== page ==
BBC Homepage World Service Education
BBC Homepagelow graphics version | feedback | help
BBC News Online
 You are in: UK Politics
Front Page 
World 
UK 
UK Politics 
Interviews 
Business 
Sci/Tech 
Health 
Education 
Entertainment 
Talking Point 
In Depth 
AudioVideo 



The BBC's Caroline Quinn
"No apology today, just a robust defence"
 real 56k

The Lord Chancellor, Lord Irvine
"Fundraising is an inherent part of party political campaigning"
 real 28k

Lord Howe of Aberavon, Conservative
"This is an error that I would not have expected him to make"
 real 28k

Andrew Dismore, Labour MP
"The whole debate is something of a storm in a wine glass"
 real 28k

Wednesday, 21 February, 2001, 13:15 GMT
Lord Irvine defies his critics
Lord Irvine
Lord Irvine: 'I broke no rules'
The Lord Chancellor, Lord Irvine, has hit back at his critics saying he did nothing wrong when he asked lawyers to donate money to the Labour Party.


I do not believe that I have done anything wrong or broken any current rules. If I did, I would be the first to apologise

Lord Irvine

Replying to tough questioning from peers, the lord chancellor said he did not break any rules and would consider fundraising again.

It follows widespread criticism of Lord Irvine's fundraising role and claims that lawyers may have felt pressurised into donating money because the lord chancellor has the power to promote them to QCs or judges.

The Conservatives have accused Lord Irvine of damaging the impartiality of his office and have called on him to resign - but Downing Street has continued to give him its backing.

New commission

Lord Irvine reminded peers that the first member of a new Commission for Judicial Appointments would be in place by next month.

Lord McNally
Lord McNally wants an apology
He said the decision, already announced, to set up the commission was aimed at avoiding "any possible or perceived notion of a conflict of interest".

Lord Irvine defended his decision to ask lawyers to donate money to Labour.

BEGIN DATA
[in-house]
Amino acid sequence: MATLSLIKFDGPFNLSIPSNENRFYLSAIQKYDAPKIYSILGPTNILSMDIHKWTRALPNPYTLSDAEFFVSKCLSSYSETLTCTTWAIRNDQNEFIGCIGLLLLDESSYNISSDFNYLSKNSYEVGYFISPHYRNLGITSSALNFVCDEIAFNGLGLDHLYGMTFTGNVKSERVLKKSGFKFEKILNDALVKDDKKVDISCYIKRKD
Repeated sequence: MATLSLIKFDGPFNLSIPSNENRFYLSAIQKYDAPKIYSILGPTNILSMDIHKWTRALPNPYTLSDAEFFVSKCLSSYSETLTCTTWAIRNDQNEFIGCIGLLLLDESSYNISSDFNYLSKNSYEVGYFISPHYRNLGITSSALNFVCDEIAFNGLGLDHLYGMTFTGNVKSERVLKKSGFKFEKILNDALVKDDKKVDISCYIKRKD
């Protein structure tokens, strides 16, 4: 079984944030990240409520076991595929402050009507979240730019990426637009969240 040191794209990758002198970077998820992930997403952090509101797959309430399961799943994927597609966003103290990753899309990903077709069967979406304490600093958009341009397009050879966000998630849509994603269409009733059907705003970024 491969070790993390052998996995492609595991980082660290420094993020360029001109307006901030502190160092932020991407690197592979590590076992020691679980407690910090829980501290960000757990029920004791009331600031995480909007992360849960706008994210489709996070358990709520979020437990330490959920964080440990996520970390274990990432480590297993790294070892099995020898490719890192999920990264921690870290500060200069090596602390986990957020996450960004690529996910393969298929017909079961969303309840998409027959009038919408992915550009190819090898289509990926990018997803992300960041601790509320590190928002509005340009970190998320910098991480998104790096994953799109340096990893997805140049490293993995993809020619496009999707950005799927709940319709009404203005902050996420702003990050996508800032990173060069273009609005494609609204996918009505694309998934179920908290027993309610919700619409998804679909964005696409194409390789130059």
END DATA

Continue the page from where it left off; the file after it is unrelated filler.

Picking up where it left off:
"I do not believe that I have done anything wrong, or broken any current rules.

"If I did I would be the first to apologise. I would certainly consider doing it again.

"Whether or not that would attract a furore of this kind would be a consideration I would take into account.

"I believe this furore has distracted the attention of the country from the real issues," he said.

Lord Howe
Lord Howe: letter 'broke unwritten law'
In an age-old tradition, Lord Irvine took two paces away from his seat on the Woolsack before answering questions to demonstrate that he was stepping aside from his role as presiding officer in the Lords and was replying as a cabinet minister.

Not the first

He defended writing his letter, insisting that he was not the first lord chancellor to raise funds for his party.

"I would be very surprised if Tory lord chancellors have not attended fundraising dinners.

"The reality is people come to these dinners to meet, to see, to hear and to talk to ministers and ministers' presence is a spur to fundraising. That is reality."

But former Conservative cabinet minister Lord Howe said no previous lord chancellors had sought to raise funds directly.

'Unwritten law'

He said they had known "instinctively and intuitively" that it would have broken "an unwritten law".

The exchanges in the Lords came after Liberal Democrat peer Lord McNally had tabled a parliamentary question asking whether "the role of lord chancellor is compatible with that of a party fundraiser".

He said he was disappointed that Lord Irvine had not apologised for the affair.

The Conservatives, meanwhile, followed up the exchanges in the Lords by renewing their demands for the resignation of Lord Irvine.

'Arrogant'

"The Lord Chancellor arrogantly failed to offer any kind of apology for action that has been universally condemned," said Lord Strathclyde, the Conservative leader in the Lords.

"He showed no humility, no sense of personal responsibility or any shred of concern for the storm of criticism over the spectacle of a man responsible for promoting judges and QCs writing to candidates for those offices soliciting unlimited donations for Labour.

"His lack of judgment - on display in public today - shows why he must clearly resign."

Search BBC News Online

Advanced search options
Launch console
BBC RADIO NEWS
BBC ONE TV NEWS
WORLD NEWS SUMMARY
PROGRAMMES GUIDE
See also:

20 Feb 01 | UK Politics
Q & A: The Lord Chancellor
19 Feb 01 | Talking Politics
Lord Irvine: A 'blunder' too far?
03 Jan 01 | UK Politics
Labour MP calls for funding re-think
02 Jan 01 | UK Politics
Labour moves to end cash row
27 Jul 99 | UK Politics
Political donations shake-up
05 Jul 99 | UK Politics
Lord Irvine keeps his wig
19 Feb 01 | UK Politics
Irvine urged to quit
Internet links:


The BBC is not responsible for the content of external internet sites

Links to more UK Politics stories are at the foot of the page.


E-mail this story to a friend

Links to more UK Politics stories